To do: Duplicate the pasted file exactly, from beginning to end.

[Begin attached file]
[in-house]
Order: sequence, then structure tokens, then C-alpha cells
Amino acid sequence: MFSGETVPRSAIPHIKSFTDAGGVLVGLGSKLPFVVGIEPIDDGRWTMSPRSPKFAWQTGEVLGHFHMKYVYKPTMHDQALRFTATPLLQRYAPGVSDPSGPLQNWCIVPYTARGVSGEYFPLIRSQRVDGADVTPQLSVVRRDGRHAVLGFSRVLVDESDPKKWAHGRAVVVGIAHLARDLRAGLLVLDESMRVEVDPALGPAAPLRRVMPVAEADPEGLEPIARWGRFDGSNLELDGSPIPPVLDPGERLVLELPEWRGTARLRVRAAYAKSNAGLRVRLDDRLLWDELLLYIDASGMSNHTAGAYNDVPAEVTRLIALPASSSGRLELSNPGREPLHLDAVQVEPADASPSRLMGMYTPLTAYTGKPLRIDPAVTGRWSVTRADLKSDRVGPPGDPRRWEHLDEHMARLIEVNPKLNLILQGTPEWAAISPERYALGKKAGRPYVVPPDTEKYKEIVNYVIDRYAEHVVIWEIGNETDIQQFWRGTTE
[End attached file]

[in-house]
Order: sequence, then structure tokens, then C-alpha cells
Amino acid sequence: MFSGETVPRSAIPHIKSFTDAGGVLVGLGSKLPFVVGIEPIDDGRWTMSPRSPKFAWQTGEVLGHFHMKYVYKPTMHDQALRFTATPLLQRYAPGVSDPSGPLQNWCIVPYTARGVSGEYFPLIRSQRVDGADVTPQLSVVRRDGRHAVLGFSRVLVDESDPKKWAHGRAVVVGIAHLARDLRAGLLVLDESMRVEVDPALGPAAPLRRVMPVAEADPEGLEPIARWGRFDGSNLELDGSPIPPVLDPGERLVLELPEWRGTARLRVRAAYAKSNAGLRVRLDDRLLWDELLLYIDASGMSNHTAGAYNDVPAEVTRLIALPASSSGRLELSNPGREPLHLDAVQVEPADASPSRLMGMYTPLTAYTGKPLRIDPAVTGRWSVTRADLKSDRVGPPGDPRRWEHLDEHMARLIEVNPKLNLILQGTPEWAAISPERYALGKKAGRPYVVPPDTEKYKEIVNYVIDRYAEHVVIWEIGNETDIQQFWRGTTE